Business Times of Edmond, Oklahoma January 2020 - Page 28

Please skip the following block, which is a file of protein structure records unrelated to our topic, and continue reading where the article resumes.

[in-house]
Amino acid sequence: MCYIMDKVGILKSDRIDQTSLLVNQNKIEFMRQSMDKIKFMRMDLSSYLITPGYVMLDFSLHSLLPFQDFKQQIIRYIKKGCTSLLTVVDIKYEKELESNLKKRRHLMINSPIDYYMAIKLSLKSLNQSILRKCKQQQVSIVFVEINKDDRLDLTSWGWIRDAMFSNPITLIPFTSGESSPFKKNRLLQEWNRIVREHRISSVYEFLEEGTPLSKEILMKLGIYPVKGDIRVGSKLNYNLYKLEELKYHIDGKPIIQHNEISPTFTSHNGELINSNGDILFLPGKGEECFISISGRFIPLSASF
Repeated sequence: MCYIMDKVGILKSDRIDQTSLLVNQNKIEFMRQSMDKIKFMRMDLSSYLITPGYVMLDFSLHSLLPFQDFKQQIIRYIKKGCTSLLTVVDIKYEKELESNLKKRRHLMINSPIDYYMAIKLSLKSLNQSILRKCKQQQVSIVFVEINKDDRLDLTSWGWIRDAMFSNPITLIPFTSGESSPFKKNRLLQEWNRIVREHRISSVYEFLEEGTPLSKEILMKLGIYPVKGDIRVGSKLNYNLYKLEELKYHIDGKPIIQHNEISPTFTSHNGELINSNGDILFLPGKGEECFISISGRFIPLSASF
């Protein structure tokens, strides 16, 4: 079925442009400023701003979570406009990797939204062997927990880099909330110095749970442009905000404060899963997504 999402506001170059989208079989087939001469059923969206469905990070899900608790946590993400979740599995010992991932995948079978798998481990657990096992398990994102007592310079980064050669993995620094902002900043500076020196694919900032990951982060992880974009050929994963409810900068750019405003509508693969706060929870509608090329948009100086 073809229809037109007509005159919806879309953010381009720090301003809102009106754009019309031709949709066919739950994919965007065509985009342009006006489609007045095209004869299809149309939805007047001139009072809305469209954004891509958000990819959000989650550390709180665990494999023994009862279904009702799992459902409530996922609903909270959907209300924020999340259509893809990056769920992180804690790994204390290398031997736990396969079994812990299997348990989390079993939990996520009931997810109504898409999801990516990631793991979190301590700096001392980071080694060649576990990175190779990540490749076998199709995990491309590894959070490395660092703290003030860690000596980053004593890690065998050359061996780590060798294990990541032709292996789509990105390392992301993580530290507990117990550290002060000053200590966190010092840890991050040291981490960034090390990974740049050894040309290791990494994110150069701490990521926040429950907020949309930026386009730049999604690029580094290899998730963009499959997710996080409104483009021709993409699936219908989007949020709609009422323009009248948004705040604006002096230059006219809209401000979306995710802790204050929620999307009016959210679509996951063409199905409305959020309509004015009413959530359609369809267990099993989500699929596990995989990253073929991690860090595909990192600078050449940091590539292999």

BUSINESS MATTERS NICK MASSEY A stute I nvestor Will Your Delivery Person be History? B ack in the days when I was racing cars, I became well acquainted with my local UPS delivery guy. Racing is hard on cars and parts, and something is always breaking or getting wrecked. So you tend to order a lot of parts. An old racing joke used to be that when it was winter time and you missed the feeling of racing, you could throw yourself down the stairs to get all bruised up, then empt y out your wallet, and then sit on the front porch pretending to wait for the UPS truck. Then the feeling of racing came back. Amazon kicked off the internet shopping boom in the 90s when it started shipping books. These days, you can click a button and get almost anything delivered to your door. Amazon sold $164 billion worth of stuff on its website this year. Amazon didn’t disrupt shopping alone. America’s two largest delivery companies, UPS and FedEx, moved all that stuff from sellers to buyers. It won’t surprise you to learn the online shopping boom has been wonderful for their businesses. Their revenues have almost tripled since 2000, to a combined $140 billion. So surely their stocks have handed out big gains. Right? Nope. UPS and FedEx stocks have basically been flat for years. Have you heard of “Prime Air?” These are Amazon cargo planes and you might have seen them in some airports where the cargo planes go. No company in the world spends more on shipping than Amazon. It spent $27 billion on shipping last year! And it’s one of UPS’s largest customers, making up roughly 10% of its sales. Over the past couple of years, Amazon has 28 January 2020 | The Business Times been working on a project that should terrify UPS and FedEx. It has quietly blanketed America with its own delivery web. Today, Amazon operates almost 400 distribution warehouses in the U.S. alone. Many span millions of square feet. Inside, swarms of “Pegasus” robots whizz around carrying stacks of items. And did you know Amazon has built up a 20,000 strong fleet of delivery vans? It also owns 60 cargo planes like the ones I described above. Amazon’s growing “logistics wing” now ships 1 in every 5 deliveries in the US. And 60% of Amazon parcels are now delivered by Amazon drivers. As I mentioned, UPS only gets around 10% of its sales from Amazon, while FedEx counts on Amazon for less than 2% of its business. So many folks conclude Amazon’s creation of its own delivery service won’t hurt these companies too much. These people don’t know their Amazon history. Back in 2000, Amazon was on its way to dominating online shopping. As its website exploded in popularit y, so too did its need for computing power. So it started renting giant warehouses and packing them full of supercomputers. Its stated intention was to “supplement” its internal need for computing power. Today that has morphed into Amazon Web Services (AWS), the world’s largest cloud computing business, which is basically selling computing power to other companies. What got my attention recently was when Amazon said its growing delivery arm will “supplement” existing delivery methods. Of course, Amazon will first take care of its own delivery needs. But I’ll bet that Amazon will soon start selling its delivery services to others, just like it did with its cloud business. In fact, Amazon now calls UPS and FedEx competitors in its annual report. Amazon recently launched its new “Shipping with Amazon” service. In short, Amazon’s drivers will now pick up packages from “third-part y sellers” who sell stuff on Amazon. It will then deliver that stuff to buyers, cutting out the need for delivery services like FedEx or UPS. What are the chances Amazon opens up “Shipping with Amazon” to everyone in a year or two? Hmm. Just sayin’. It’s bad enough that the most disruptive company in history is invading UPS and FedEx’s turf. It’s even worse that many of America’s most powerful companies are following suit. The world’s largest retailer, Walmart, now runs more than 6,000 of its own delivery trucks. It has spent over $2.5 billion on its “logistics wing” in the past two years. Home improvement superstore Home Depot is investing billions into delivering its own products, too. UPS and FedEx have a big problem in that they are the ultimate “middlemen.” As we all know, middlemen can always be cut out. I’m not suggesting that you should buy, sell or hold any of these companies. You’ll need to decide that for yourself. But there is a trend here that you should think about and pay attention to. NICK MASSEY is President of Massey Financial Services in Edmond, Okla. Nick can be reached at www.nickmassey.com. Investment advice offered through Householder Group Estate and Retirement Specialists, a registered investment advisor.